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Tim Garland: Beyond the Frontier

By Published: November 30, 2009

Tim Garland by Jose HornaAAJ: As far back as your group Lammas, terms like crossover were used, or jazz-folk fusion; are these terms which have little meaning for you?

TG: Well, they all have their place and we're all in the same situation regarding the need to package, uncomfortable as we maybe are. If you think of jazz maybe as an approach rather than as a genre, then it's possible to live comfortably with that word, to see jazz as an interfacing of a whole multitude of things.

Lammas certainly was a jazz/Celtic fusion, although I think the central issue was the strength of the compositions in the first place. The compositions, from the level of their DNA so to speak, have to accommodate all the good points of the players involved. I have heard other folk music with a jazz approach, but for me at least it rests with the strength of the compositions to really bring out what the guys have to offer. Otherwise either the soloists are shackled by the composition or maybe the soloists are doing their thing but the composition is just playing a minor role underneath and not really offering anything new. Hence my interest in and love of composition, because that's the aim I am always looking to achieve, to illuminate both sides of the equation equally.

AAJ: Was classical music your first love, musically speaking?

TG: I don't think it ever was first love, although I seem to listen to more classical music than jazz but that's because there's still so much that I'm approaching for the first time, even composers who I've been listening to for a few years like Henri Dutilleux, the French guy whose music I'm a total fan of. There are still works of his which I'm just discovering.

Other people like [Pierre] Boulez who I really admire; some works I struggle with and find a bit intellectual but I think "You know what, I'll download that and give it another listen on the flight tomorrow" and it blows my mind and I think "Wow! Why did I think that was bad?" It might be because I'm a bit older now and I've got a bit more patience to listen.

AAJ: That's true of most music; if you listen in a light way then you don't pick up on the depth and nuance, but when you really listen to it then you hear it, right?

TG: Yeah. In the same way I used to not have much time for listening to Duke Ellington

Duke Ellington
Duke Ellington
1899 - 1974
, but now, and maybe because I've had to teach it and I've had to look into it more, I realize that this guy's a genius [laughs]. What was I thinking?

I think you've got to know what to listen for and the problem that a lot of people have with jazz in its various kinds is that maybe they are still listening out for a predominance of certain things like vocals or whatever and maybe they're not aware that it's really good to know the structure of the music. It's like a theme of variations; they need to be able to hear that the soloist is playing over the same form so they can still hear the same song in the background.

Once people know what to listen for it's a bit demystified and not so inaccessible anymore and the same goes for whether it's Boulez, Markus Stockhausen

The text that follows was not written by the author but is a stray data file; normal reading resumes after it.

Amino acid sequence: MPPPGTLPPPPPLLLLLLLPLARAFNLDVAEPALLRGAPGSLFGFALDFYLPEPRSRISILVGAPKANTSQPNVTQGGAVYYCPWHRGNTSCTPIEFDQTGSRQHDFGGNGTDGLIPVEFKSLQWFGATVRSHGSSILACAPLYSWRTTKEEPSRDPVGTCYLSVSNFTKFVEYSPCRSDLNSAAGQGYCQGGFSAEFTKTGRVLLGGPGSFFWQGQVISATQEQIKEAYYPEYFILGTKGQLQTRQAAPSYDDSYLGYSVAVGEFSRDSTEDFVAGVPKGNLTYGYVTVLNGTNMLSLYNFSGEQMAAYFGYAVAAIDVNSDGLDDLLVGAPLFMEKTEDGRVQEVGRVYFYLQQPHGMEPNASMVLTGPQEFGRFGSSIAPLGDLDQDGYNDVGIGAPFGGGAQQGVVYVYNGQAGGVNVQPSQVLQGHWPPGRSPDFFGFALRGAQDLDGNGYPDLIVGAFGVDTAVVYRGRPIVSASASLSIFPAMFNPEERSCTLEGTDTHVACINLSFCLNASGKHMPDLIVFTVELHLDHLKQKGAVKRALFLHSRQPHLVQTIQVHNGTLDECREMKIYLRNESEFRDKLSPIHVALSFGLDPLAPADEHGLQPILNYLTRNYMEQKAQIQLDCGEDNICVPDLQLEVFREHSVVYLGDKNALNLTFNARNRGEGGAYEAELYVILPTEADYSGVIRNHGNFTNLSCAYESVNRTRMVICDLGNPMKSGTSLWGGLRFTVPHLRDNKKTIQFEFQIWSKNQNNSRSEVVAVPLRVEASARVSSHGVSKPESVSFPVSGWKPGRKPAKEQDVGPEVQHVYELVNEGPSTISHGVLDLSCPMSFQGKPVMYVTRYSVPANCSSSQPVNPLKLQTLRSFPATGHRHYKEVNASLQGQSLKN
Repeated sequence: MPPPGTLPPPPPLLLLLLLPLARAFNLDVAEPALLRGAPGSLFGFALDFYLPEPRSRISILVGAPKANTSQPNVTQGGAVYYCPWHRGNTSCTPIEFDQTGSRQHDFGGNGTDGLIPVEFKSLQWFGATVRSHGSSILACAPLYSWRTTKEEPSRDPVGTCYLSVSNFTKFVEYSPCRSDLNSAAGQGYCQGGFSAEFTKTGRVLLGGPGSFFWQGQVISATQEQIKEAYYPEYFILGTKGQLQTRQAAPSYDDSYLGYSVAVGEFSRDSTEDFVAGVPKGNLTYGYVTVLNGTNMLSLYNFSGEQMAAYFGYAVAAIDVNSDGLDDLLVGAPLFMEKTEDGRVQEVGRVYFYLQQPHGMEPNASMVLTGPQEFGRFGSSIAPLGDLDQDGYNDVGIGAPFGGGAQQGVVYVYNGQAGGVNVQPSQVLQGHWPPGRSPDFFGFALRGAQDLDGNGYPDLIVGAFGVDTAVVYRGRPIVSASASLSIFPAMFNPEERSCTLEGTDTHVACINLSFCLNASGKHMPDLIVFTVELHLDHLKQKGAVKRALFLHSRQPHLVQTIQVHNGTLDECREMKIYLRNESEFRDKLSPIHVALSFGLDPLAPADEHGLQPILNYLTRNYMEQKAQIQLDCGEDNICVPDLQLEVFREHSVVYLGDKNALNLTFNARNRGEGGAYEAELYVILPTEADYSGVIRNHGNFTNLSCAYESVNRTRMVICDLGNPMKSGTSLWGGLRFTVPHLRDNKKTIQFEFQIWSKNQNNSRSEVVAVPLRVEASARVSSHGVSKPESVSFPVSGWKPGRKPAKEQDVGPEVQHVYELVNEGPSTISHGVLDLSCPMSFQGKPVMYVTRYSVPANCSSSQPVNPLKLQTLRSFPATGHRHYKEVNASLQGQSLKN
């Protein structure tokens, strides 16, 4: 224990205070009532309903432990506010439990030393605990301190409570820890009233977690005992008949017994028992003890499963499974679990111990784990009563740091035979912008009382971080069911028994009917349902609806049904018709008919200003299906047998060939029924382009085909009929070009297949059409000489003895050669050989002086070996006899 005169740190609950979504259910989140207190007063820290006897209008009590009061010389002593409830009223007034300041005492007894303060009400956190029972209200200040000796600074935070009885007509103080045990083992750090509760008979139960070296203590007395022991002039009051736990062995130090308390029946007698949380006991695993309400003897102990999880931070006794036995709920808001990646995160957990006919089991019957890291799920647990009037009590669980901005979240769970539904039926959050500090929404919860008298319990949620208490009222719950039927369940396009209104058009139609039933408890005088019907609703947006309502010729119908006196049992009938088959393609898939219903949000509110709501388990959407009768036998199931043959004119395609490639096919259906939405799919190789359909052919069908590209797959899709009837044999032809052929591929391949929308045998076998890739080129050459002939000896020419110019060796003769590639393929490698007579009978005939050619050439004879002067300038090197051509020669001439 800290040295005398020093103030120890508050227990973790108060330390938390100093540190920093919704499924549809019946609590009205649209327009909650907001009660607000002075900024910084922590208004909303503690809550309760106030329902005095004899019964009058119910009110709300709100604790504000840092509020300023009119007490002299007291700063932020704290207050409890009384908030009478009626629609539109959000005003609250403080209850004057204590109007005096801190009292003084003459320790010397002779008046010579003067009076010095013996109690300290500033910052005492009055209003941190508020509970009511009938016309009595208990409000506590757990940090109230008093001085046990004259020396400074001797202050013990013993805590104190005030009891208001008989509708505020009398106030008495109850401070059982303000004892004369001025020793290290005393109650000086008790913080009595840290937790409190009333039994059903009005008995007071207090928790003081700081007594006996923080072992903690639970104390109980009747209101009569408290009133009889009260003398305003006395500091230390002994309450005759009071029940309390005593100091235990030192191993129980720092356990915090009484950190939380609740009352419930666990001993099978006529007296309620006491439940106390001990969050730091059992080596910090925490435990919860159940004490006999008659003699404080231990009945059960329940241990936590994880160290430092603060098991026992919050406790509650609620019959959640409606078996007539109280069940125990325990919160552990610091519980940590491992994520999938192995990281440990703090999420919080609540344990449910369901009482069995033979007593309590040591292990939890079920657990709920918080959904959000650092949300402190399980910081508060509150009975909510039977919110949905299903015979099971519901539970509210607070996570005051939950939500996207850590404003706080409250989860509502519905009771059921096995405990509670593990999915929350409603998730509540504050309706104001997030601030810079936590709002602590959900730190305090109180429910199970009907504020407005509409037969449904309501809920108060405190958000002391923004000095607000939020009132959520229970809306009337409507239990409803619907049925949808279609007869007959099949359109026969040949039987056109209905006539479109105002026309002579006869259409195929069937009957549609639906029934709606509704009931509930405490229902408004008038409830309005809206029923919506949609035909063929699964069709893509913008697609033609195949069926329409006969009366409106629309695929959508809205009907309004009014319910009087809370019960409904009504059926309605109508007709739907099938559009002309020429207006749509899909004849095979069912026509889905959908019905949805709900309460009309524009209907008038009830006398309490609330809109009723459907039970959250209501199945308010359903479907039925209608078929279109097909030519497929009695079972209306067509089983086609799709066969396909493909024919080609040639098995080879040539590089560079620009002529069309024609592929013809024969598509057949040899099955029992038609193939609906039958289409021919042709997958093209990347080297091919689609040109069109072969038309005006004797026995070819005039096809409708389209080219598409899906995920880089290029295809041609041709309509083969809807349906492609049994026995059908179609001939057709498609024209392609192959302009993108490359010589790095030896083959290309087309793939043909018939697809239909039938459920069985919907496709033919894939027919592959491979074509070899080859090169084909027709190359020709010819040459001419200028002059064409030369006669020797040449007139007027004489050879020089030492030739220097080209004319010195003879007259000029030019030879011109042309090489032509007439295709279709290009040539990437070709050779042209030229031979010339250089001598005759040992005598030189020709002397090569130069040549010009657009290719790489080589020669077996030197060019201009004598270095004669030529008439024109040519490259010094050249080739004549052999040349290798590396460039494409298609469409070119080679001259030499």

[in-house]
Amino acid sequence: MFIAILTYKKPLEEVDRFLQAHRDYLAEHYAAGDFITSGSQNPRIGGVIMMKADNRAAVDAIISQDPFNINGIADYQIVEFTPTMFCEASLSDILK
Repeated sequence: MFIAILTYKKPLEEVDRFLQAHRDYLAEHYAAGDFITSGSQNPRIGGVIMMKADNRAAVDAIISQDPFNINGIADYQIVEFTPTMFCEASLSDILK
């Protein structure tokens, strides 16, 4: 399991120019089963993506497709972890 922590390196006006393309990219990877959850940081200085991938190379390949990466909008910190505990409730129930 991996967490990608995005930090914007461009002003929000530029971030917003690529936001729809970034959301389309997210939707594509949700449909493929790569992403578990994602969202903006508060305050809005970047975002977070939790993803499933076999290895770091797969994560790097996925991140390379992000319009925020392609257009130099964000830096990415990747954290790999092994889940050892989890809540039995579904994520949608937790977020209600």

[laughs], or Duke Ellington actually. I'm well aware that I've got very broad tastes and I wouldn't expect everybody to dig all of this stuff the same way I do; I'm just a bit of a freak [laughs].

AAJ: Classical music, and recording with various orchestras has occupied more of your time and more of your recorded output in the last few years, and in addition you've been commissioned to compose for various instruments as well; can you see a day, as Günther Schuller did, when you give up performance to dedicate yourself entirely to composition and conducting?

TG: Certainly not yet. It's like my two arms, one arm being performance and the other being writing. I've just come back from a six week tour where I was playing a lot, and I was reminded of just how much I love the spontaneity and the fun and the non cerebral aspects.

Once everything is out of the way, things like talking to the promoter about money, ticket sales and so on, once you're on stage you leave yourself and all of that on the side and it becomes kind of sacred. I don't think it's pretentious to say that, it's merely the truth. A kind of sacredness takes over where nothing matters but the music and the moment and the shared experience. That is our offering to the world.

Tim GarlandAAJ: A lot of musicians talk of the music not coming from them but coming through them, almost as though they were some kind of portal. This sounds quasi-religious, but I wonder what your take on it is. Can you relate to that at all?

TG: Yes, whilst trying to avoid slipping into sounding pretentious—one result of aiming to get a natural flow in your music is of course that, sporadically, one succeeds! Then there is no linguistically structured thought going on, and no sense of self, so therefore I suppose, no feeling that it's you playing anymore.

For many years I've been fascinated by the Buddhist teaching on what the "self" is or is not, and how it seems to love causing trouble for itself! Certainly, I play much better with a lessened sense of self. Again it's that feeling that every stage of the way is a complete end in itself. The two uses of the word "play" are joined: the child who plays in a sandpit with no notion of goal-orientation, and the maestro who "plays" Rachmaninoff. The music I love and aspire to arrests me, it demands all the attention of my head and heart and I'm always grateful to be in its presence. This sounds almost religious and with some music it is like that.

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